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God Comes With a Hairdryer / Three Poems by Anandi Kar

Anandi Kar

God Comes With a Hairdryer

It's not too late


dust the leaves of the houseplants

speckled with bits of

chewed fingernails.

Daughters with anxiety

love to cook potato shells

every weekend,

buy purple bottles

for strawberry-shampooed hair

and iron the gift packet crisp

before wrapping the tiny leg of grief around it.

The jabberwockish recipe

from grandma's cookbook

is an easy answer to every riddle in her life and

mother's theory that nobody but God saves her.

God comes on Sunday afternoons and runs around with a hairdryer;

she must not be allowed to sleep with

her Wet Head.

Mother has dialled God.

it's a dangerous place

her wet and wobbly head

with insides as soft as

butterfly eggs.

The Moon in Winter

I wrap the blanket

More tightly around me today,

the apples have wilted into a mud brown,

The lazy brush twirls and

fingers dance

over stubborn woollen floors.

My coat waits lazily on its stand,

I snuggle into it for an evening walk

with the dying sun.

Languages of affection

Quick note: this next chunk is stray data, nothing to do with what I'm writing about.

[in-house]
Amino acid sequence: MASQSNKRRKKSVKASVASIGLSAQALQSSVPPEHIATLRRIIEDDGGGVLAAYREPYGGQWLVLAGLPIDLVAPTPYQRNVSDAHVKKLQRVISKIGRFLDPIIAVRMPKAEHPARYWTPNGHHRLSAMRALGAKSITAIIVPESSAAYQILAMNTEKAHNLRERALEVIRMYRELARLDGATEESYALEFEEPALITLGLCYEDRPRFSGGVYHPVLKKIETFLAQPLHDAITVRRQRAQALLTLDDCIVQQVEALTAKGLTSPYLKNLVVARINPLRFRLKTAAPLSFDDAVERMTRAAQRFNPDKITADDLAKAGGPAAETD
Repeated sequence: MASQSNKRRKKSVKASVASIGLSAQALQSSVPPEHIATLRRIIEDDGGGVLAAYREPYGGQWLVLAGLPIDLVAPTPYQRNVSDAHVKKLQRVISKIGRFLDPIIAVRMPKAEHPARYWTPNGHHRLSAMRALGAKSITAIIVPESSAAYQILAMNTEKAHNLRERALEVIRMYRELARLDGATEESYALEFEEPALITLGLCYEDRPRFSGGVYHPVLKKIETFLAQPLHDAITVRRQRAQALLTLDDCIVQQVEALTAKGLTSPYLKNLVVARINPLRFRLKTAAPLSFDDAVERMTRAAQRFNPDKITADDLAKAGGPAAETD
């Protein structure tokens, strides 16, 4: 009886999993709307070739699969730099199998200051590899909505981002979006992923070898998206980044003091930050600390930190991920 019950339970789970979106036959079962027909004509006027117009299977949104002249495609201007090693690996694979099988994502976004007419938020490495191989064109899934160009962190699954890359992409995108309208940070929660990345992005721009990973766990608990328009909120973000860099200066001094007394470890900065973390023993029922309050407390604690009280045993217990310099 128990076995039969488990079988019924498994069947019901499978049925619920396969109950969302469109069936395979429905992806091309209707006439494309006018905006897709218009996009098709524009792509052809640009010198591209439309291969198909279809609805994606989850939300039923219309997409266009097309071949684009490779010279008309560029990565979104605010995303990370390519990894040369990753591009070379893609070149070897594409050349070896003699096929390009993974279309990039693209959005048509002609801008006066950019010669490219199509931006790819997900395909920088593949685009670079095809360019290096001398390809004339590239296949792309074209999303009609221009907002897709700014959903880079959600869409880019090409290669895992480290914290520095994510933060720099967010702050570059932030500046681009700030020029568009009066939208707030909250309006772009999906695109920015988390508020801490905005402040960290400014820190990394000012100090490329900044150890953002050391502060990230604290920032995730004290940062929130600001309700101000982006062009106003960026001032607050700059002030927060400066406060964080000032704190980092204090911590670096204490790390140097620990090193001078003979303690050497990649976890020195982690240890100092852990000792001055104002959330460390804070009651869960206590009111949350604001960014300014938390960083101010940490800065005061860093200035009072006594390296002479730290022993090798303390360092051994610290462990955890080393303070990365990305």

create dents on my paper cheeks.

The wine bottle slips away

I talk through the night

to the lemony moon over

soft music and curled toes.

The moon crawls under the blanket

singing goodbyes to the ghosts of leaves and an

apple red sky

and wraps its light around

To rest with me.

The Moon is My Childhood Laughter

Nobody likes to stay in my home

where wet clothes never dry up

where loneliness plays

hopscotch alone in the courtyard.

I throw the moon at the sky

like the sprawling laughter

my grandmother loved to hear

like the yellow frisbee from

my girlhood.

I give her a bowl of hot milk

before she leaves.

And she leaves

as happy as a stray cat-

little, round and so complete

like the lives of dragonflies

in Autumn.


Anandi Kar

Anandi Kar, a proud queer, is currently pursuing a Master's degree in English Literature from Jadavpur University.


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